By providing your onsite trainer with the tools they need to be successful and self-reliant your life gets much easier.  Cost of ownership goes down.  Over 80% of all calls to our technical support center are related to operational instruction.  Over half of our onsite service is related to operational misinformation.  Imagine saving 70% of your employees time related to technical issues and 50% of your annual cost on service.  Remember, we provide this service free with every new installation or upgrade.  Consistency of delivery is no longer a problem, we provide you the training materials, hands on tools, DVDs, quick guides, testing materials and online learning services that ensure the technical materials you need to do your job are current and consistent.  We’re with you every step of the way, you’ll have a personal “Train the Trainer” mentor that guides you through the process for as long as you need and is standing right by your side the first time you’re in front of a class.  That’s what a partnership is about and that’s what you get every time you do business with Tel-Tron, your partner for life.  Don’t just take our word for it, listen to what our partners and training participants have to say.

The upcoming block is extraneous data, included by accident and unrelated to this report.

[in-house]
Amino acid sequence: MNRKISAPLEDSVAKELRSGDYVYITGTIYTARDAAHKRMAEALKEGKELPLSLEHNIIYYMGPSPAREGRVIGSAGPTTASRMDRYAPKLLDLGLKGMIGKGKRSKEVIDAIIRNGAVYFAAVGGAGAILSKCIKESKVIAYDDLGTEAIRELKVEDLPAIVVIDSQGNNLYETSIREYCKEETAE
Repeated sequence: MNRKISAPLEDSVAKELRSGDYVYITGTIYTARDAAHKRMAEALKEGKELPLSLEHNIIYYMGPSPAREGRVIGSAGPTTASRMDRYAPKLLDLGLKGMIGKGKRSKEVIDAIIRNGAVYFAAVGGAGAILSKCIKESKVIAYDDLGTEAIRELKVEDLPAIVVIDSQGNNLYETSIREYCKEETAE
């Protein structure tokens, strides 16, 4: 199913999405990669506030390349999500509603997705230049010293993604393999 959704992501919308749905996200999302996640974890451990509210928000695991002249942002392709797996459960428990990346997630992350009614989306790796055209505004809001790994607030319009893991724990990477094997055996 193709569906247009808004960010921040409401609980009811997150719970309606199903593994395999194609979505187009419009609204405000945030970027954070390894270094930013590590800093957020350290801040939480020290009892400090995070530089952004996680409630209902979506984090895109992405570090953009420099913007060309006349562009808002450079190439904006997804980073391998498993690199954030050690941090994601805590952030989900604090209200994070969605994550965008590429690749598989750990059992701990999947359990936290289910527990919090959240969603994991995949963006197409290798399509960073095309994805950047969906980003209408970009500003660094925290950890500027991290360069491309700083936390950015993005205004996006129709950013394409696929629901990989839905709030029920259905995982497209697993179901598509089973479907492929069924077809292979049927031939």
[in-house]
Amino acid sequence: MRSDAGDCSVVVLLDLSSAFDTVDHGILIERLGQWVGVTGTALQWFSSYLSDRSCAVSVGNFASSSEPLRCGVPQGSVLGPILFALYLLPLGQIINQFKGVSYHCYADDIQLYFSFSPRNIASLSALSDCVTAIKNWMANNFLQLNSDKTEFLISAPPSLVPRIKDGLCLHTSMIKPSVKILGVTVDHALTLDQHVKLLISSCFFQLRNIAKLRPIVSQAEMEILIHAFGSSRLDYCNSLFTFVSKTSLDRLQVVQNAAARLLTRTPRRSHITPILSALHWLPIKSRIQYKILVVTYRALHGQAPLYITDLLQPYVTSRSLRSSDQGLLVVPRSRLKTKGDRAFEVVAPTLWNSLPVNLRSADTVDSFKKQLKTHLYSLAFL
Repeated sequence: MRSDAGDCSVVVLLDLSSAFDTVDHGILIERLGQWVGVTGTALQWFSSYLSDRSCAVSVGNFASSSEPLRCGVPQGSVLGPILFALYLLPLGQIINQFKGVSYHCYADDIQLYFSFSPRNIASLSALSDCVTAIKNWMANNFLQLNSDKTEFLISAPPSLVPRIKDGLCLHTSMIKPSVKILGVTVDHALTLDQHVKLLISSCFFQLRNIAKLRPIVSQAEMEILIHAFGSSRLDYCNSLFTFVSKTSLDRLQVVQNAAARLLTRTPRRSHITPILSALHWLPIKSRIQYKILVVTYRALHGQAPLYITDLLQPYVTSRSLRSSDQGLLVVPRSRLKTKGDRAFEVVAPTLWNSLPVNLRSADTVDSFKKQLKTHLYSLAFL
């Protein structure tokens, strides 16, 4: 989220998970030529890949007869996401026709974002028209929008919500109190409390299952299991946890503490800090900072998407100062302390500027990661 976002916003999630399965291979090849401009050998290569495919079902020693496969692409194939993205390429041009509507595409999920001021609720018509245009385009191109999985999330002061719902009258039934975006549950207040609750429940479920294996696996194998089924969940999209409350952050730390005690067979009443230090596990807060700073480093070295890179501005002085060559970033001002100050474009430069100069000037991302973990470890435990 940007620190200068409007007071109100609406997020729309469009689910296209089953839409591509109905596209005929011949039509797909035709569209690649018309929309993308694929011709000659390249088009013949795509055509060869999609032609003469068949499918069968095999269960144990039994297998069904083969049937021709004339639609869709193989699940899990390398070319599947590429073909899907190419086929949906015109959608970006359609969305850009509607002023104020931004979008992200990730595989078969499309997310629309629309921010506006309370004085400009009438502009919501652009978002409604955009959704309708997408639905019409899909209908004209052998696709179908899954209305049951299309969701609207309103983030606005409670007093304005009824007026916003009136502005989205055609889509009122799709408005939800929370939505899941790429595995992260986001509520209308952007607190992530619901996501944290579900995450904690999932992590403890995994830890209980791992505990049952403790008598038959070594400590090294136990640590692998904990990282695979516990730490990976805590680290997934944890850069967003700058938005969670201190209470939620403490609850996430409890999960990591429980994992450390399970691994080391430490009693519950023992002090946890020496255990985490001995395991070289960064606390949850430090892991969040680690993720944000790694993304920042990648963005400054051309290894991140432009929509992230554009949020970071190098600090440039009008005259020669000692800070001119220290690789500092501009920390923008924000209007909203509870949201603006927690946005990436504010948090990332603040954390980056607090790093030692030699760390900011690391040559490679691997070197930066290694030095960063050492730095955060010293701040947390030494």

Never Miss a Staff Rounds Check Again!

Many senior living operators have a problem.  There staff is supposed to be checking on certain residents on a regular basis, but there is no way to prove that it was actually done.   A quick software upgrade to your Tel-Tron emergency call system and you can guarantee that you will never miss a room check again.

Simply install a “staff check-in” device in each area where the staff is supposed to show up.  Tell the software how often a staff person is supposed to be in that area (hourly, daily, weekly, etc.).  If the staff check-in device is not used in the time window you set-up, an alert will be displayed on the system, alerting management and staff that a check-in has been missed.